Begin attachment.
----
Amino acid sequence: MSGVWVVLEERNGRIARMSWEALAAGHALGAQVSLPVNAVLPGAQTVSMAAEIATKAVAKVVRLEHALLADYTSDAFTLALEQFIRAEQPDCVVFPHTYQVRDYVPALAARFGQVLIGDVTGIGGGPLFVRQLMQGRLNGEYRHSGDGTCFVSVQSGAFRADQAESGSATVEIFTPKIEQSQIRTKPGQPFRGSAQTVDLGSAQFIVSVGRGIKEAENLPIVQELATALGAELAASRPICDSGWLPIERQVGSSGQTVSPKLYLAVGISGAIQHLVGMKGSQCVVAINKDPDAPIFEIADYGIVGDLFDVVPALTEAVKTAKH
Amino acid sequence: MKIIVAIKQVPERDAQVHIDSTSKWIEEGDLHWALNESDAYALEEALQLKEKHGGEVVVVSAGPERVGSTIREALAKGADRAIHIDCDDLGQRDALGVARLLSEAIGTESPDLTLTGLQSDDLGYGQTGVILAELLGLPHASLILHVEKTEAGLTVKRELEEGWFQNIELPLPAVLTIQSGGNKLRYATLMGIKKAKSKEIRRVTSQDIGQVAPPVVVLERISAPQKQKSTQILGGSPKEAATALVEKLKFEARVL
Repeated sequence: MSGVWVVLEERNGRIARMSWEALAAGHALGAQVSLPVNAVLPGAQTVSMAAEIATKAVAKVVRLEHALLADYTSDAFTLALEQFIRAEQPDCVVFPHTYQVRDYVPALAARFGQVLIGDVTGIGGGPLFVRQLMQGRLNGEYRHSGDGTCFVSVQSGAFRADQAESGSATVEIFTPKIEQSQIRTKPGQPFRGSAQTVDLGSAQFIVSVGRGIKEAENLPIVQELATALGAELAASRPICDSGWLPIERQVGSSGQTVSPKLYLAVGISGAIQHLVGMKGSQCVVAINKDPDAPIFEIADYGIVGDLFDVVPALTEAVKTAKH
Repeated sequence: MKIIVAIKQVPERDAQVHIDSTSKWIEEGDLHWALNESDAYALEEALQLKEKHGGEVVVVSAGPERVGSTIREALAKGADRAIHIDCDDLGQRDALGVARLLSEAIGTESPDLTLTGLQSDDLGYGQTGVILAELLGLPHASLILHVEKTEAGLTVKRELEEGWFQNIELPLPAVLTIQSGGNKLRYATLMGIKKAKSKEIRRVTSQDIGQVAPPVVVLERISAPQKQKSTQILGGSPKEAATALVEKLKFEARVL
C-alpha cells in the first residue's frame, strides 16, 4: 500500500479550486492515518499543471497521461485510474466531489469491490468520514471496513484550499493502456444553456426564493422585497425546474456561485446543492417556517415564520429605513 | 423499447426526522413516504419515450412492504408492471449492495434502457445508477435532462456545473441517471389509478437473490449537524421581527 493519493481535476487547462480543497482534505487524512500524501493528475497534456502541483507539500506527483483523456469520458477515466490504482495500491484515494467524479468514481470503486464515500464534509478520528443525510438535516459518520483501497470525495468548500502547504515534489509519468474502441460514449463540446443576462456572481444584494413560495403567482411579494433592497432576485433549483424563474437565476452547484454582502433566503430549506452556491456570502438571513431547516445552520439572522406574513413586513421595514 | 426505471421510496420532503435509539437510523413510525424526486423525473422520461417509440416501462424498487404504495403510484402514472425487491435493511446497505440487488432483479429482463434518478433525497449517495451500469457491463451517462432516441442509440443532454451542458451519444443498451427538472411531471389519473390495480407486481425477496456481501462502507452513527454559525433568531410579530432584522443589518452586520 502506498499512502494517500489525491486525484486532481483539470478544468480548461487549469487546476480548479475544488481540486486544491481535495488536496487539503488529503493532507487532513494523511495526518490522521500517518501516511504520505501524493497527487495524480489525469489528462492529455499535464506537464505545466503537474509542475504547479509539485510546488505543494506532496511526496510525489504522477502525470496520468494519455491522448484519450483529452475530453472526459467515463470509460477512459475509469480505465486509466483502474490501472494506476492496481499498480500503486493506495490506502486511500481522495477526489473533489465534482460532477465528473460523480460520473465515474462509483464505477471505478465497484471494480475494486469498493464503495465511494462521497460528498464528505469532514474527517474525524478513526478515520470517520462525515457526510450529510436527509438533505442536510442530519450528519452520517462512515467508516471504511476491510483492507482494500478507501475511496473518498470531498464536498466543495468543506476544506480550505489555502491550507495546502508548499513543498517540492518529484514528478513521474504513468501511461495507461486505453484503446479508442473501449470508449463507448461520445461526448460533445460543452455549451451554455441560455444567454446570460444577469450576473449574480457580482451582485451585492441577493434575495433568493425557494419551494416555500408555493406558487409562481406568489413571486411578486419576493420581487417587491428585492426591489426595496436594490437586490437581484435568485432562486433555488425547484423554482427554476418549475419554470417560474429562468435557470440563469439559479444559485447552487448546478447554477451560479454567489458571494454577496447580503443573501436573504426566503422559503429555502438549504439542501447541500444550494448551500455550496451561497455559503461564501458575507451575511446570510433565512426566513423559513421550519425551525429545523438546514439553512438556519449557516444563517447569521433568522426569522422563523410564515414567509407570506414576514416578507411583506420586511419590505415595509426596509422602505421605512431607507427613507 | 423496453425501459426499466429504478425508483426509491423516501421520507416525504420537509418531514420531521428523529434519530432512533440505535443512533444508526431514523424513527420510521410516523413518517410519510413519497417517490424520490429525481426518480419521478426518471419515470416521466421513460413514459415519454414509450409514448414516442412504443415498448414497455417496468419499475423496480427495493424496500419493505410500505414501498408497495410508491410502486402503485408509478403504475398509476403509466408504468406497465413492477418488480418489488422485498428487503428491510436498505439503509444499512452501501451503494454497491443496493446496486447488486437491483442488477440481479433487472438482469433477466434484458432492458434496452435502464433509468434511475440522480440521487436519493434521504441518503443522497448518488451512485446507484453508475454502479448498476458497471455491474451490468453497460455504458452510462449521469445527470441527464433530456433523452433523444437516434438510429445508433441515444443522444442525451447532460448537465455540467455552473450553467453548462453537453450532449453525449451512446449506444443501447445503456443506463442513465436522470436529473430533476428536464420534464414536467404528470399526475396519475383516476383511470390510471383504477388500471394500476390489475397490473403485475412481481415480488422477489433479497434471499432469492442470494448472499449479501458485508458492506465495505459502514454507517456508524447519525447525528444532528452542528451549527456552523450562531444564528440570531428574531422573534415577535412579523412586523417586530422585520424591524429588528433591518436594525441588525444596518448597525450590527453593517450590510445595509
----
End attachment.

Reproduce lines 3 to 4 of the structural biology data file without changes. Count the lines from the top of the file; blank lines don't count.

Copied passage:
Repeated sequence: MSGVWVVLEERNGRIARMSWEALAAGHALGAQVSLPVNAVLPGAQTVSMAAEIATKAVAKVVRLEHALLADYTSDAFTLALEQFIRAEQPDCVVFPHTYQVRDYVPALAARFGQVLIGDVTGIGGGPLFVRQLMQGRLNGEYRHSGDGTCFVSVQSGAFRADQAESGSATVEIFTPKIEQSQIRTKPGQPFRGSAQTVDLGSAQFIVSVGRGIKEAENLPIVQELATALGAELAASRPICDSGWLPIERQVGSSGQTVSPKLYLAVGISGAIQHLVGMKGSQCVVAINKDPDAPIFEIADYGIVGDLFDVVPALTEAVKTAKH
Repeated sequence: MKIIVAIKQVPERDAQVHIDSTSKWIEEGDLHWALNESDAYALEEALQLKEKHGGEVVVVSAGPERVGSTIREALAKGADRAIHIDCDDLGQRDALGVARLLSEAIGTESPDLTLTGLQSDDLGYGQTGVILAELLGLPHASLILHVEKTEAGLTVKRELEEGWFQNIELPLPAVLTIQSGGNKLRYATLMGIKKAKSKEIRRVTSQDIGQVAPPVVVLERISAPQKQKSTQILGGSPKEAATALVEKLKFEARVL